22. There is no overt reference to failure to comply with the conditions of leave. The treatment of overstayers is not such a reference, for the period for which leave is granted is not one of its conditions: see s 3(1)(c) of the Immigration Act 1971). As we shall see, however, para 4 of HC 510 does incorporate such reference, and if little else is clear from the IDIs, it would be difficult to assert that they suggest that decisions should be made without reference to para 4 of HC 510. Nothing in the IDIs as we read them indicates that a person who enters the United Kingdom without fraud, but who subsequently breaches to terms of her leave, is entitled to have the breach condoned in a consideration of an application under the Ankara Agreement.

23. Mr. Morris then referred us to the decision of the European Court of Justice in Case C-37/98 Savas [2000] ECR I-2927. He pointed out that in that case it does not appear to have been regarded as material that the claimant was an overstayer. With the greatest respect, we do not think it would be right to build very much on that. By overstaying, the appellant in Savas was not failing to comply with a condition of his leave. We do not know whether the point was raised at all, and if so in what context it may have been raised. Certainly there is no clear passage in the judgement in Savas requiring a Member State to condone immigration offences by a claimant to benefits under the Ankara Agreement.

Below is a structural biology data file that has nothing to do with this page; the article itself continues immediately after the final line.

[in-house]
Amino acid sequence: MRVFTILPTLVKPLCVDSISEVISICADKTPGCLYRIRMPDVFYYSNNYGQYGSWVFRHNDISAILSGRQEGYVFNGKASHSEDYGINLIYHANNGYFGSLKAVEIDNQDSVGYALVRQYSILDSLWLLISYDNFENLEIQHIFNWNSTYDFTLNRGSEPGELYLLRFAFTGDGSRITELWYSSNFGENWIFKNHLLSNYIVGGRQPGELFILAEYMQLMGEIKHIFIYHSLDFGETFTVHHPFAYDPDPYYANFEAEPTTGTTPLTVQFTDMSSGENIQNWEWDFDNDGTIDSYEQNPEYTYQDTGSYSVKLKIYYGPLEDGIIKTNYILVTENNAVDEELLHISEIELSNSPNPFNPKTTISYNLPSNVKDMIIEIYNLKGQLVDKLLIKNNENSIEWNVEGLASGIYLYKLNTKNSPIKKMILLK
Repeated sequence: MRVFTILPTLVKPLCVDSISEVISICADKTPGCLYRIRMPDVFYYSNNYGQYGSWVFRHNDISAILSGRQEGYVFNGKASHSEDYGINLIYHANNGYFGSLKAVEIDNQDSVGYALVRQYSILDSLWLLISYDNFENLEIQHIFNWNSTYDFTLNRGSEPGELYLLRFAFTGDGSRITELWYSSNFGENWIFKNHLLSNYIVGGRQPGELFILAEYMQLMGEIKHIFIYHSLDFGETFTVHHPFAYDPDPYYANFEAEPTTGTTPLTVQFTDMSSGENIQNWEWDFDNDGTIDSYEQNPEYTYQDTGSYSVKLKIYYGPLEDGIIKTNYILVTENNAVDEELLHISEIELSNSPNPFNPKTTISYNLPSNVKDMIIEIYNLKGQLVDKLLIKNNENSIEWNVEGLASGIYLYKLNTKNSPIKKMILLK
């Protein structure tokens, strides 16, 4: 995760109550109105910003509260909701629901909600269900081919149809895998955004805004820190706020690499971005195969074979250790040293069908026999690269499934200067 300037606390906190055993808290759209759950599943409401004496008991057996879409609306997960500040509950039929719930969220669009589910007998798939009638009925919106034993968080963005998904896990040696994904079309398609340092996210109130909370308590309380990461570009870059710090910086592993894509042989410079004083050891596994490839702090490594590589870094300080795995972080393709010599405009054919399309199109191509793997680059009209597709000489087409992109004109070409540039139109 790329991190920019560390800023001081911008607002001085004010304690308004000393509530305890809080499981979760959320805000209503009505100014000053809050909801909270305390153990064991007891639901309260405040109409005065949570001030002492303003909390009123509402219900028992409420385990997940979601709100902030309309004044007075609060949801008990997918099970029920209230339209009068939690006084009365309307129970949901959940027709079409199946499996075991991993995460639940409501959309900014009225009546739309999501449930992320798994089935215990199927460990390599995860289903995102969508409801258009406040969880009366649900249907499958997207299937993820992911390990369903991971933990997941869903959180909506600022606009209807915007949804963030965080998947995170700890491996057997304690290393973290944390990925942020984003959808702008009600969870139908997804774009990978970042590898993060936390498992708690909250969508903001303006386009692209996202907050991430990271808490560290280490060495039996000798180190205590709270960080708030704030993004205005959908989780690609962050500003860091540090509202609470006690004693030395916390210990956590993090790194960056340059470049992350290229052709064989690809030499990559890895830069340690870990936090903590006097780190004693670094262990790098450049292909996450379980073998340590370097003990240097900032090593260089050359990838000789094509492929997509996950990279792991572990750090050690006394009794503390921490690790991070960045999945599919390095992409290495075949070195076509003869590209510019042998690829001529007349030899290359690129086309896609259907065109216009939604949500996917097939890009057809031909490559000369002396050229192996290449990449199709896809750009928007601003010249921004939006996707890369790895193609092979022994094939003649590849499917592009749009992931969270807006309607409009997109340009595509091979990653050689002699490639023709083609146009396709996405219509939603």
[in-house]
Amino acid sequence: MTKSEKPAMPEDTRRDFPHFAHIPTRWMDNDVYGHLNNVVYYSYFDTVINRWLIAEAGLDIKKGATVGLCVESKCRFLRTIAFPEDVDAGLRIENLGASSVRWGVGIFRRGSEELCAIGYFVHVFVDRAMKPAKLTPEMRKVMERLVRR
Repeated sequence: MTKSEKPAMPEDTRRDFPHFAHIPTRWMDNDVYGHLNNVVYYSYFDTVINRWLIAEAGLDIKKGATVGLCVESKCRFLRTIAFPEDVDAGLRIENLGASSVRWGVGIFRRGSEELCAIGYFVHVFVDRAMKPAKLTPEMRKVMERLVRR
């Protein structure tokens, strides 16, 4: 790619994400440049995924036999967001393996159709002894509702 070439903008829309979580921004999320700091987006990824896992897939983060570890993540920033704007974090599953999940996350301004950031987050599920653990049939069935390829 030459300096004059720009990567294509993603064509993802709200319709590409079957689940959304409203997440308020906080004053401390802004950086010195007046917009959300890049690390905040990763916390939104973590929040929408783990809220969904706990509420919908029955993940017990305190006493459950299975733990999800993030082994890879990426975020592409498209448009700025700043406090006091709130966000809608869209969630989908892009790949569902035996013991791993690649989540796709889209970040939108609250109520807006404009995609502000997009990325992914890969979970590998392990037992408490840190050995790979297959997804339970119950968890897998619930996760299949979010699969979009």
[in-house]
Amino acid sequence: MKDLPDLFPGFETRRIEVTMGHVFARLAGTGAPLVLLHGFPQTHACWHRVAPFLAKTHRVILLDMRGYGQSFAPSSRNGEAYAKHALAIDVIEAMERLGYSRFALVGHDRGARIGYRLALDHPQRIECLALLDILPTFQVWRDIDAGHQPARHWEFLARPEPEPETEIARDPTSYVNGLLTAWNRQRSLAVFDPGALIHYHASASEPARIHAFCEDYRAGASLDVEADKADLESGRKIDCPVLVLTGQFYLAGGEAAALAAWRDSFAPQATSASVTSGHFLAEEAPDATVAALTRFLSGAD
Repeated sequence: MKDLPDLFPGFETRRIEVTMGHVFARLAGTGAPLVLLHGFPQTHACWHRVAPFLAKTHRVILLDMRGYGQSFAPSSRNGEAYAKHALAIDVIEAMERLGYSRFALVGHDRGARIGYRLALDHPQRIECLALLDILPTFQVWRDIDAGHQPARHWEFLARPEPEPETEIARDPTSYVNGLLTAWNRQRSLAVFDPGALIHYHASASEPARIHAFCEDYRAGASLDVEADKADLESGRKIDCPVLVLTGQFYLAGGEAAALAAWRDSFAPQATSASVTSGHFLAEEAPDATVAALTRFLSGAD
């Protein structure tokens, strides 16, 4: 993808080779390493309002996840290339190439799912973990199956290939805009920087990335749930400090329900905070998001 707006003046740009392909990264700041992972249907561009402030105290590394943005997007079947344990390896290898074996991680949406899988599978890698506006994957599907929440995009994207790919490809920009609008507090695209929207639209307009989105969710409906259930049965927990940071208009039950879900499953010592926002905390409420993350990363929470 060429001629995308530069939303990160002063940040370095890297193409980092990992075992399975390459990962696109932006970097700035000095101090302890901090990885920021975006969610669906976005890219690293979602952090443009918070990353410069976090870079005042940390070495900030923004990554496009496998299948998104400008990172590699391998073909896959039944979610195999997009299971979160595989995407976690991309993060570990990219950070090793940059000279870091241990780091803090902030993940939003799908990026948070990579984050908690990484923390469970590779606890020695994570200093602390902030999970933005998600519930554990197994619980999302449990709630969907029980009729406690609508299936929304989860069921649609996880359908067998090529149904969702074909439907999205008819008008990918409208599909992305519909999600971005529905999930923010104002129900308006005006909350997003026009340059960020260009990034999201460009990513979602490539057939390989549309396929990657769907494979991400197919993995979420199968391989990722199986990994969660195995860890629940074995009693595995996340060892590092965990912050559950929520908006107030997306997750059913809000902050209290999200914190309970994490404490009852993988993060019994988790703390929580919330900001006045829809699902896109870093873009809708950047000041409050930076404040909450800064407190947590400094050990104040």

24. Finally in this part of his submissions, Mr. Morris relied on the terms of HC 510 itself. He submitted that a person admitted to the United Kingdom as a visitor under the regime of HC 509 and HC 510 was entitled to switch to self-employment and that a refusal to allow the appellant to do so amounted to a restriction which post-dated 1 January 1973 and was thus unlawful.

25. We need to set out the relevant paragraphs of HC 510. They are as follows:

1. Under sections 3 and 4 of the Immigration Act 1971 an Immigration Officer, when admitting to the United Kingdom a person subject to control under that Act, may give leave to enter for a limited period and, if he does, may impose conditions restricting employment or occupation in the United Kingdom or requiring the person to register with the police. Under section 24 of the Act it is an offence to remain beyond the time limit or to fail to comply with such a condition.

General Considerations
4. The succeeding paragraphs set out the main categories of people who may be given limited leave to enter and may seek variation of their leave, and the principles to be followed in dealing with their applications, or in initiating any variation of their leave. In deciding these matters account is to be taken of all the relevant facts; the fact that the applicant satisfies the formal requirements of these rules for stay, or further stay, in the proposed capacity is not conclusive in his favour. It will, for example, be relevant whether the person has observed the time limit and conditions subject to which he was admitted; whether in the light of his character, conduct or associations it is undesirable to permit him to remain; whether he represents a danger to national security; or whether, if allowed to remain for the period for wishes to stay he might not be returnable to another country.

Businessmen and self-employed persons